Archive for ‘New York Times’

March 14, 2009

The re-education of David Brooks

P.J. Gladnick at Newsbusters has the story of how the White House dispatched a team of four operatives to persuade David Brooks to back off his threat to lead an army of moderates to oppose the Obama agenda. Gladnick observes:

So either the four overseers of the White House were masters of manipulation or they had extremely pliable material to work with . . .

Indeed. And now the useless idiot has returned with a new column singing paeans to Obama’s education “reform” plan. The Toady-in-Chief’s latest column includes this:

Thanks in part to No Child Left Behind, we’re a lot better at measuring each student’s progress. . . .
Most districts don’t use data to reward good teachers. States have watered down their proficiency standards so parents think their own schools are much better than they are.
As Education Secretary Arne Duncan told me, “We’ve seen a race to the bottom. States are lying to children. They are lying to parents. They’re ignoring failure, and that’s unacceptable. We have to be fierce.”

Oh, those “fierce” reformers! Like President Clinton before him, President Obama sends his kids to private schools. Public schools are for Other People’s Children, and the endless promises of “reform” have never been fulfilled, nor will they ever. America’s schools are arguably worse now than they were when No Child Left Behind was passed in 2001, and they are certainly no better.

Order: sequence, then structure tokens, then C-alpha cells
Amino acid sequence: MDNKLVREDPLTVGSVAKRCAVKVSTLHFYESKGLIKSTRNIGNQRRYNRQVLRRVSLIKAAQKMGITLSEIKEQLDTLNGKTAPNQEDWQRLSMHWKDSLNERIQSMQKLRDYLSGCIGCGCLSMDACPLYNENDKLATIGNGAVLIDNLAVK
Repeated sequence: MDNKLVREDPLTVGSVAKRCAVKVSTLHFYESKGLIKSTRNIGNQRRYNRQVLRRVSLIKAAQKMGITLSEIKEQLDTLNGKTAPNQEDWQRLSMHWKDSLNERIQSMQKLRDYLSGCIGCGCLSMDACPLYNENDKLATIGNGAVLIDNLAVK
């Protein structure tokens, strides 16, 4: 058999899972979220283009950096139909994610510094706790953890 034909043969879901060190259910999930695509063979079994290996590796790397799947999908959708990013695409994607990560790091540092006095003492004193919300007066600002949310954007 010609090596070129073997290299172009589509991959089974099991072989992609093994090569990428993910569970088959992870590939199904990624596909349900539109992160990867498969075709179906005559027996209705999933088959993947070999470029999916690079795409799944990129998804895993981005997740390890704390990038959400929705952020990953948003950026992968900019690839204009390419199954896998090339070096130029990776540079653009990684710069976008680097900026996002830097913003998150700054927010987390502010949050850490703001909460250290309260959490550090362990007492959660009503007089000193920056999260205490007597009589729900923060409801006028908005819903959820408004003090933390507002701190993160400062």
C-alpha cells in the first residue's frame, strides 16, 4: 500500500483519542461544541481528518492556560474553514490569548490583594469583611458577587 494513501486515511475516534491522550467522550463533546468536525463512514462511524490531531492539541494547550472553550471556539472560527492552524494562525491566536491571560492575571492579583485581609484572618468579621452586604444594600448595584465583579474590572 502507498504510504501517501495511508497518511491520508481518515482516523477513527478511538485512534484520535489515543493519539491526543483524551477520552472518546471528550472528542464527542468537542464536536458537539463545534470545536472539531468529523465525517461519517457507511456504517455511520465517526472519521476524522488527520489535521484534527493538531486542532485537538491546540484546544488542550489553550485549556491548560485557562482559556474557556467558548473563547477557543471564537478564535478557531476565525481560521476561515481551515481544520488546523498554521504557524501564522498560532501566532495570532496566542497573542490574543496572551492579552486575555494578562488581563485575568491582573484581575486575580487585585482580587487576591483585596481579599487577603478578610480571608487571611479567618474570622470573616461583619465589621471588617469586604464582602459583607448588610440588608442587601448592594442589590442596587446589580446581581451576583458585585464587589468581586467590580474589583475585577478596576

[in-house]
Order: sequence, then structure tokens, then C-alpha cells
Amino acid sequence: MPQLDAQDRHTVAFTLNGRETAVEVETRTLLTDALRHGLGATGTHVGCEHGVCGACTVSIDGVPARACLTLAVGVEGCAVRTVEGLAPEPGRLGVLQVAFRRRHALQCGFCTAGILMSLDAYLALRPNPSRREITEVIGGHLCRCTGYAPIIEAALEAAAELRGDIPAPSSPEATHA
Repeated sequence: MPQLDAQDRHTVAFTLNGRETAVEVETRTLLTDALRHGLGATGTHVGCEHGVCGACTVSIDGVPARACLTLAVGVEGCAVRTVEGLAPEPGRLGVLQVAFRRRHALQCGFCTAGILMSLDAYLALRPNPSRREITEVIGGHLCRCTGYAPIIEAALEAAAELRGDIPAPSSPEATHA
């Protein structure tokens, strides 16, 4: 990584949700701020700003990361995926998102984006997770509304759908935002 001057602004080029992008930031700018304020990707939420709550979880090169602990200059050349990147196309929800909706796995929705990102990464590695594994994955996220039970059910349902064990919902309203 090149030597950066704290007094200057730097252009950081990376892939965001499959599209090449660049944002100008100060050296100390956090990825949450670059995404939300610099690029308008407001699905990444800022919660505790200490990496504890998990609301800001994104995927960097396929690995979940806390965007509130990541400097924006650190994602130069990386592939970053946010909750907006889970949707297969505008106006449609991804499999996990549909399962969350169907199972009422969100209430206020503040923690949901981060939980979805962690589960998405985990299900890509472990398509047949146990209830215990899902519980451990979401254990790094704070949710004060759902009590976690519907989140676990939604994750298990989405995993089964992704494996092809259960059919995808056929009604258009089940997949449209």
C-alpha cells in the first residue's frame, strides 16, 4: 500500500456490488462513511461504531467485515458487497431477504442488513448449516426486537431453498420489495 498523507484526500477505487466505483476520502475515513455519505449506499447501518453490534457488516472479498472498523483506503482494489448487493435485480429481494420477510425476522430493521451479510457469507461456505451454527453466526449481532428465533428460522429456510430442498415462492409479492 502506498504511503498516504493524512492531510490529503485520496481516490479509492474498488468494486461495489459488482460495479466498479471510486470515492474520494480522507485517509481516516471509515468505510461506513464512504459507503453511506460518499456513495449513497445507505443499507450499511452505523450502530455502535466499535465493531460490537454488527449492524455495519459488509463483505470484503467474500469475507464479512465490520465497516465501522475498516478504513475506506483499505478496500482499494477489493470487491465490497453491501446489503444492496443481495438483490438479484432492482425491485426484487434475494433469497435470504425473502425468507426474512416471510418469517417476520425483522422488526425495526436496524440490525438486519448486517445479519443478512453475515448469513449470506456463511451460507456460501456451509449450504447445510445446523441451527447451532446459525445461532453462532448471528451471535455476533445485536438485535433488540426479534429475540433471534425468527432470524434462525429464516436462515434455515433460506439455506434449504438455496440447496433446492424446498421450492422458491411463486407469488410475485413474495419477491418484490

Obama’s “reform” plan will not improve the schools, either. To a Democrat, the policy object of school “reform” is full employment and higher pay for members of the teachers’ unions. Hire more teachers, pay them more money — it’s a constituent-service model of policy. The Democrat who says anything else is lying, and yet Brooks takes Obama’s professions of “caring” at face value:

The Obama approach would make it more likely that young Americans grow up in relationships with teaching adults. It would expand nurse visits to disorganized homes. It would improve early education. It would extend the school year. Most important, it would increase merit pay for good teachers (the ones who develop emotional bonds with students) and dismiss bad teachers (the ones who treat students like cattle to be processed).